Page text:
You are on page 1of 10

Water Resources Summary for BLM August 2012 Lease Sale

North Fork Watershed

February 5, 2012 Prepared by the NFRIA-WSERC Conservation Center

North Fork River looking at Mt. Lamborn, Mt. Landsend, and parcel 6197.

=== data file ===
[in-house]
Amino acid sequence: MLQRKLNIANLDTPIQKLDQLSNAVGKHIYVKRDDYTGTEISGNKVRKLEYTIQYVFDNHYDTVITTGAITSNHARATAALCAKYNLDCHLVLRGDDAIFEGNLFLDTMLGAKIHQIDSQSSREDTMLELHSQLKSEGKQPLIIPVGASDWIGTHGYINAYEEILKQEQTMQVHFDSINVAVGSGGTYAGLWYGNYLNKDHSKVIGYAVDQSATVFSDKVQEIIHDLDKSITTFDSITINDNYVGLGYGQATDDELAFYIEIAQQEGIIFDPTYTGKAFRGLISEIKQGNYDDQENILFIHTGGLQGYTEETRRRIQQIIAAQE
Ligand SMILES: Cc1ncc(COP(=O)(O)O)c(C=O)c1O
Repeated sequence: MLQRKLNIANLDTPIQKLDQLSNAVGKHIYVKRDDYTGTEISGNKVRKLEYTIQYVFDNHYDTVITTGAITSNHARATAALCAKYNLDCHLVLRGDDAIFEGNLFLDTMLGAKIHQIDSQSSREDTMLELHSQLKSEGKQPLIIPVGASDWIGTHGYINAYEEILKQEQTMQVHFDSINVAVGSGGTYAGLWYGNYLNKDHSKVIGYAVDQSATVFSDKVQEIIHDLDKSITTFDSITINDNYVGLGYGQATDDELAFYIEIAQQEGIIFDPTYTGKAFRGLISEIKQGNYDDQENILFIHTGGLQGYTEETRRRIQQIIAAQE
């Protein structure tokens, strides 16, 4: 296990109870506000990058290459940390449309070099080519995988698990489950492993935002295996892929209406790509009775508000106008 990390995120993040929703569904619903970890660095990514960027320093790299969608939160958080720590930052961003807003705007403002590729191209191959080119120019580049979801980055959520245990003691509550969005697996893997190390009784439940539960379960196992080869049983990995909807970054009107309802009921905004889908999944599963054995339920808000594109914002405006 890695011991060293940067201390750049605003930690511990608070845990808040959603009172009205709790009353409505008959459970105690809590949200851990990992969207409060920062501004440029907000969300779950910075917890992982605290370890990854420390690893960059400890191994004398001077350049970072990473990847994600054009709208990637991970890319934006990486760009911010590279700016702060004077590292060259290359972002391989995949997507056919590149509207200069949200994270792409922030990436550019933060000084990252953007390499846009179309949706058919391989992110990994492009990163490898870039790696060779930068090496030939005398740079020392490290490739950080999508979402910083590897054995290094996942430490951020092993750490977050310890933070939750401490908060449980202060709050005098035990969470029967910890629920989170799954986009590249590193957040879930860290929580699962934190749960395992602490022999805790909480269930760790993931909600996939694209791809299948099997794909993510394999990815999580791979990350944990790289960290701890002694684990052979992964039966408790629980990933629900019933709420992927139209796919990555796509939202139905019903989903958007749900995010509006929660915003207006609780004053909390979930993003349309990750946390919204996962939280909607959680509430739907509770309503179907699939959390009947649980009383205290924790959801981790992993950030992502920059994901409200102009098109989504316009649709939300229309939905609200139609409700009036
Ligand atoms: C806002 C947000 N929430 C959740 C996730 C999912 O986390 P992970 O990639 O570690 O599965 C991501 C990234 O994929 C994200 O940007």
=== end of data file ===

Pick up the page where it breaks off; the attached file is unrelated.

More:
Hydrologic and Geologic Setting ................................................................................................ 3 Water Features ........................................................................................................................ 4 Water Quantity ........................................................................................................................ 7 Agricultural Water Uses ............................................................................................................................ 7 Municipal Water Use................................................................................................................................. 7 Environmental and Recreational Water Use.............................................................................................. 8 Dams and Reservoirs ................................................................................................................ 8 Water Rights ........................................................................................................................... 9 Water Quality ......................................................................................................................... 9 Conclusion ........................................................................................................................... 10 Tables.................................................................................................................................. 11 Figures ................................................................................................................................ 49 Table 1. Matrix of Geology, Landscape, and Water Factors for BLM Parcels in the North Fork River Valley ........................................................................................................................................................... 12 Table 2. Surface Water Features within One Mile of the Nominated Gas Leases........................................ 21 Table 3. Public Water Supply Entities and Sources in the North Fork Valley Area .................................... 25 Table 4. Water resources by distance from oil and gas lease parcel............................................................. 27 Table 5. Domestic Wells within 1 Mile of Nominated Parcels .................................................................... 29 Table 6. Natural Lake Level Rights in the North Fork Valley Area............................................................. 32 Table 7. In-stream Flow Rights in the North Fork Valley Area ................................................................... 33 Table 8. Environmental Attributes in the North Fork Valley Area .............................................................. 34 Table 9. Recreation Attributes in the North Fork Valley Area..................................................................... 34 Table 10. Decreed Surface Water Rights within 1 mile of the 22 Nominated Parcels ................................. 35 Figure 1. Water Resources and Parcel 6189................................................................................................. 50 Figure 2. Water Resources and Parcel 6190................................................................................................. 51 Figure 3. Water Resources and Parcel 6191................................................................................................. 52 Figure 4. Water Resources and Parcel 6192................................................................................................. 53 Figure 5. Water Resources and Parcel 6193................................................................................................. 54 Figure 6. Water Resources and Parcel 6194................................................................................................. 55 Figure 7. Water Resources and Parcel 6195................................................................................................. 56 Figure 8. Water Resources and Parcel 6196................................................................................................. 57 Figure 9. Water Resources and Parcel 6197................................................................................................. 58 Figure 10. Water Resources and Parcel 6198 ............................................................................................... 59 Figure 11. Water Resources and Parcel 6199 ............................................................................................... 60 Figure 12. Water Resources and Parcel 6200 ............................................................................................... 61 Figure 13. Water Resources and Parcel 6201 ............................................................................................... 62 Figure 14. Water Resources and Parcel 6202 ............................................................................................... 63 Figure 15. Water Resources and Parcel 6203 ............................................................................................... 64 Figure 16. Water Resources and Parcel 6205 ............................................................................................... 65 Figure 17. Water Resources and Parcel 6206 ............................................................................................... 66 Figure 18. Water Resources and Parcel 6207 ............................................................................................... 67 Figure 19. Water Resources and Parcel 6211 ............................................................................................... 68 Figure 20. Water Resources and Parcel 6215 ............................................................................................... 69 Figure 21. Water Resources and Parcel 6216 ............................................................................................... 70 Figure 22. Water Resources and Parcel 6217 ............................................................................................... 71 Figure 23. Irrigated Land and Ditch Network in Proximity to 22 Nominated Parcels ................................. 72 Figure 24. Domestic Service Areas & Sources in Proximity to 22 Nominated Parcels ............................... 73 Figure 25. Location of Drinking Water Wells in Proximity to 22 Nominated Parcels................................. 74 Figure 26. Major Environmental and Recreational attributes in the North Fork .......................................... 75 Figure 27. Selenium Loading Potential in the North Fork Valley ................................................................ 76